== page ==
NEW YORK — A teenager is suing Facebook and four formerclassmates for defamation, claiming comments posted on the popular socialnetworking site were intended to cause her “public hatred, ridicule anddisgrace.”
In the suit filed Feb. 24 in New York Supreme Court, University of Albanystudent Denise Finkel claims she was “greatly injured in her reputationand character” by comments posted in a private group that imply she hasAIDS, uses drugs and engages in deviant sexual behavior including bestiality.She is seeking $3 million in damages from Facebook and her former classmates,and is also suing the classmates’ parents for negligence.
Finkel’s attorney, Mark Altschul, said everyone goes through acertain amount of teasing, but the comments on the wall of this Facebook groupwent beyond that.
“This discussion that was on Facebook was over-the-top, andit’s horrific,” he said.
The group — called “.90$ short of a dollar” — wascreated by one of the defendants in late January 2007 and included about sixmembers who referred to themselves and other classmates at Oceanside High Schoolon Long Island as numbered “cents.” Finkel is never named in thegroup, but the comments and photos reveal that she is the classmate referred toas the “eleventh cent.” The group did not show up on members’profile pages and only “admins” could invite new members. Members ofthe group declined to comment.
It is an unusual claim against Facebook — like other Web sites, it isprotected, from liability for its users’ content under Section 230 of thefederal Communications Decency Act, which says providers of an interactivecomputer service can’t be treated as the publisher or speaker ofusers’ content. Facebook spokesman Barry Schnitt told Newsday thatthe company sees “no merit to this suit and we will fight itvigorously.”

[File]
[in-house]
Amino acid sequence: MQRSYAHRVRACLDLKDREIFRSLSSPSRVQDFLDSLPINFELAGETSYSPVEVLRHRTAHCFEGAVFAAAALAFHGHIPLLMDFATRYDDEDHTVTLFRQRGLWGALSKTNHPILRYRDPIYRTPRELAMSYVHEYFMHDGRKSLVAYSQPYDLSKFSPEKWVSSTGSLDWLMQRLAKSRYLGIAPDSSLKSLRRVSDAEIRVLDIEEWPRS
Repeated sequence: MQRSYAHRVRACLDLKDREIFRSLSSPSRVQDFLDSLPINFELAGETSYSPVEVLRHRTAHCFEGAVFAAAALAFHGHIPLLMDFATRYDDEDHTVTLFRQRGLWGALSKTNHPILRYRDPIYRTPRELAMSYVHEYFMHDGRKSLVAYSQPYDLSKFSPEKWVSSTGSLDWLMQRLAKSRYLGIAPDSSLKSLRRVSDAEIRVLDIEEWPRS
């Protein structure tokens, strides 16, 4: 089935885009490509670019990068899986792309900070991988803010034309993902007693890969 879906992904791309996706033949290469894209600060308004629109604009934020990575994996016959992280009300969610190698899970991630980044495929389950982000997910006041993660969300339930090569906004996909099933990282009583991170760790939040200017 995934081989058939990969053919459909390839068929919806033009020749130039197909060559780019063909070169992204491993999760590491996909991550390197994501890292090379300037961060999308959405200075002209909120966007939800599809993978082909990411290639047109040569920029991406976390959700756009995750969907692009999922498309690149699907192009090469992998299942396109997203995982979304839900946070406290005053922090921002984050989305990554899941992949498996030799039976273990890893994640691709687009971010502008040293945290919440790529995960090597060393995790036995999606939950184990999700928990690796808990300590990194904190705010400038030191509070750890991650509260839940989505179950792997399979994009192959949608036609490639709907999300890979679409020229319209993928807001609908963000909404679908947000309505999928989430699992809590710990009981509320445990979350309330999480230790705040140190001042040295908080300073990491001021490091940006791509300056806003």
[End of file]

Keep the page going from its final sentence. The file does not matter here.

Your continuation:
However, Altschul said it is his position that Facebook is claiming to bemore than just a conduit for users’ content. When Finkel and her familycame to Altschul with pages printed from the site, he noticed the “c in alittle circle” at the bottom of every page — a copyright markrepresenting authorship, he said.
“They are claiming that they are the owner of the page and the authorof the page by having that,” Altschul said.
He pointed in contrast to Google, which displays a copyright mark on itshomepage but not on pages of search results.
Altschul defended this position in an e-mail to Eric Goldman, an associateprofessor at Santa Clara University School of Law and director of the High TechLaw Institute, who wrote a blog post about the lawsuit. Goldman is far fromconvinced.
“We have a statute that Congress enacted over a dozen years ago tosay Web sites aren’t liable for third-party content,” he said.”The law is crystal clear on that — it’s been basicallyuncontroverted for the last dozen years. Plenty of people have tried to getaround it, and they’ve lost.”
That makes suing Facebook a legal mistake, he said, but it is also atactical mistake to take on the entire site.
“It dilutes the sympathy that we feel toward the plaintiff because itlooks like she’s pointing the finger in the wrong direction,”Goldman said.
When Goldman wrote back to Altschul explaining how a claim against Facebookis unlikely to get very far, the attorney responded undeterred.
“I said, ‘That’s what they told Brown when he took onTopeka, Kansas,'” Altschul said.